Tour du Pin got the team quite excited. This St Emilion property is owned and managed by the Cheval Blanc team and their 2009 is stunning. There are beautiful ripe fruit aromas on the nose and suave fruit on the palate This is gently extracted is effortless and lacy, possesses great energy and focus, and is built upon velvety tannins. A really classy and seductive wine.
In a region steeped in history and establishment, Tour du Pin is a mere flash in the pan. Its story is best described as short and sweet. The vineyards originally formed part of the great Figeac estate, but in 1879 the Corbière family purchased the land and formed Chateau La Tour Figeac. In 1881, the estate was split down the middle with half the estate renamed La Tour du Pin Figeac.
The estate was later bought by Antoine Moueix and remained in the Moueix family until 2006 when Pierre Lurton of Cheval Blanc saw the potential of the site. In 2008 the name was changed to Chateau Tour du Pin. With the technical know-how of Cheval Blanc behind them, the Chateau started to make huge leaps in quality. We fondly remember tasting the magnificent 2009 at Cheval Blanc and being instantly smitten, this was followed up by the even more impressive 2010 (93RP).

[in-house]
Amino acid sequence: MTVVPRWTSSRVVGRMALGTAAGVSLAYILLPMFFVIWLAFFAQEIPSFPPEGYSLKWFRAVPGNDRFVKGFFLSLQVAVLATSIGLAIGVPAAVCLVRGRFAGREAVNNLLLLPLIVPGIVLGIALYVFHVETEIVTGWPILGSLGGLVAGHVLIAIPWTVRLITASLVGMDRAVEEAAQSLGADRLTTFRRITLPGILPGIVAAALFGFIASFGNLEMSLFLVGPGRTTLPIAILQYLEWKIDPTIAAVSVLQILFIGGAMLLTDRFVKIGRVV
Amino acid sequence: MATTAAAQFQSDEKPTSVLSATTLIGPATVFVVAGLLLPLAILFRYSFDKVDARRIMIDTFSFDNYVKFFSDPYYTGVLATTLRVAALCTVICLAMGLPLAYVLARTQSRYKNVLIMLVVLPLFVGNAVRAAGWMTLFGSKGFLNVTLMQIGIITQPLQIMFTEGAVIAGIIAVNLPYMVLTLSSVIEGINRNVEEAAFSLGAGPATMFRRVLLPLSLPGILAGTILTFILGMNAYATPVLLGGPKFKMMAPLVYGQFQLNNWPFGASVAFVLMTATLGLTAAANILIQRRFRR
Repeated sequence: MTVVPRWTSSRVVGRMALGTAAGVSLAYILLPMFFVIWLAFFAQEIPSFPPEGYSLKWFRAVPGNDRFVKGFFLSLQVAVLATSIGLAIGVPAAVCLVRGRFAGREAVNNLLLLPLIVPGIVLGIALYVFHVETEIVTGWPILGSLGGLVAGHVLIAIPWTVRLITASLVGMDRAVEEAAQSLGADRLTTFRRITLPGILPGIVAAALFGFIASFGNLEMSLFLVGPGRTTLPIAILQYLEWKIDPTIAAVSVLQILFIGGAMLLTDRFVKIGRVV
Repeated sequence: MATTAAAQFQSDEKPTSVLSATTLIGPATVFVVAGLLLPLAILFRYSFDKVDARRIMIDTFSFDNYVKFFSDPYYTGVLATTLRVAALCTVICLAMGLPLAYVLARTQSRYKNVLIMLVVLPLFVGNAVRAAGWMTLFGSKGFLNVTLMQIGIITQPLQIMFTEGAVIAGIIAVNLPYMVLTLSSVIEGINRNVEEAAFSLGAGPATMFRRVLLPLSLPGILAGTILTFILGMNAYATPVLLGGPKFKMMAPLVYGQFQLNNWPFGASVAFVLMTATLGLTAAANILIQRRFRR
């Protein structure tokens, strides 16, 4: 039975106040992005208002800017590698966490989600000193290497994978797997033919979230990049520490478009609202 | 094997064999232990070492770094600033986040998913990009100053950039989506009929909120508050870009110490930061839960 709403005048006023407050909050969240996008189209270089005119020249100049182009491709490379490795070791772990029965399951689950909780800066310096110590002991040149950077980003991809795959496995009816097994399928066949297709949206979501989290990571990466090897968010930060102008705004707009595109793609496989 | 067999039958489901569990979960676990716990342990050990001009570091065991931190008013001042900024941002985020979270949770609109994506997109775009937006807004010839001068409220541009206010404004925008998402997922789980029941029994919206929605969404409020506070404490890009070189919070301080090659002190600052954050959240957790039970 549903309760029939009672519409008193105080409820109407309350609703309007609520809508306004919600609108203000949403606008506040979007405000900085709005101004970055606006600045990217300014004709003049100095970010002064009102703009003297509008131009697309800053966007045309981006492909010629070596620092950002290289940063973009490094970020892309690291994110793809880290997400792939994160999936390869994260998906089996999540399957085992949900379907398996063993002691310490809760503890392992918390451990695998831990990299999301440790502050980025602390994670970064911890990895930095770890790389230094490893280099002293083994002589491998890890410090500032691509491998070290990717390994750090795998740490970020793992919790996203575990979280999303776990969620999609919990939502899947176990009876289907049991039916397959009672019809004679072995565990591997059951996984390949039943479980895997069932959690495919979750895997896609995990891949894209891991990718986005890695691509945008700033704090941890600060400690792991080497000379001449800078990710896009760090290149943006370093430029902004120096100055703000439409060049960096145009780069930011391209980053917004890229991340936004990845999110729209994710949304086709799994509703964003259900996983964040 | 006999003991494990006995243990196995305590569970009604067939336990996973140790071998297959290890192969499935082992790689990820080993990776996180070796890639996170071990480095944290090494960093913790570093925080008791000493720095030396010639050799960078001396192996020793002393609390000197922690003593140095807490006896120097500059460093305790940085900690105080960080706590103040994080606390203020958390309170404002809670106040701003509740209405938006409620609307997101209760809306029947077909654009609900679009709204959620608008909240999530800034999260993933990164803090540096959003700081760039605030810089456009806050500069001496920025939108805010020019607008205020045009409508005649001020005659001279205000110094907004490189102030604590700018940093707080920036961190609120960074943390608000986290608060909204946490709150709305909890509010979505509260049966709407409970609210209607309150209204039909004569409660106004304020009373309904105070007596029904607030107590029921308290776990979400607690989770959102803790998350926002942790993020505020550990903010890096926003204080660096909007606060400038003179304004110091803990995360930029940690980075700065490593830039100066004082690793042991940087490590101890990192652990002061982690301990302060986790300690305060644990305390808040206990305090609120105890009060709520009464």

They say that all good things must come to an end, but Chateau Tour du Pin’s demise was somewhat abrupt and ignominious. When the powers that be in St Emilion reclassified the vineyards in 2012, the best portion of Tour du Pin was upgraded to Premier Grand Cru Classé "A" status and incorporated into Cheval Blanc. Tour du Pin has subsequently disappeared. So there were only ever five vintages of Tour du Pin produced under Cheval Blanc ownership and there won’t be any more. As such, it is a rare but delicious beast, and one we recommend hunting down. Our view is echoed by Robert Parker. “Pierre Lurton, the director of Cheval Blanc, has completely resurrected this estate since it was acquired by the owners of Cheval Blanc... Well worth a search of the marketplace as purchasers will get all the savoir faire of the Cheval Blanc wine making team combined with a very good vineyard that has been admirably resurrected”.
St-Émilion is a very different region to those of the Médoc, dominated by small-holding farmers and estates rather than grand Châteaux. Merlot is widely planted as is Cabernet Franc in some parts. The wines are enormously variable in style depending on the terroir, the grape variety make-up and winemaking style. Loosely the region is divided between the limestone Côtes, Graves or gravelly limestone plateau or the sandy alluvial soils nearer the Dordogne. Traditionally Médoc wines were trade from Bordeaux and St Emilions from Libourne so they have their own classification system separate to that of 1855. The classification is revised every ten years and falls into four categories, St Emilion, St Emilion Grand Cru, St Emilion Grand Cru Classé and St Emilion Premier Grand Cru Classé
Most of the district's best properties are either on the steep, clay-limestone hillsides immediately below the town or on a gravelly section of the plateau west of St Emilion itself abutting Pomerol. There are several high profile estates in the region, including Cheval Blanc, Ausone, Figeac, Le Dôme, Valandraud and Pavie.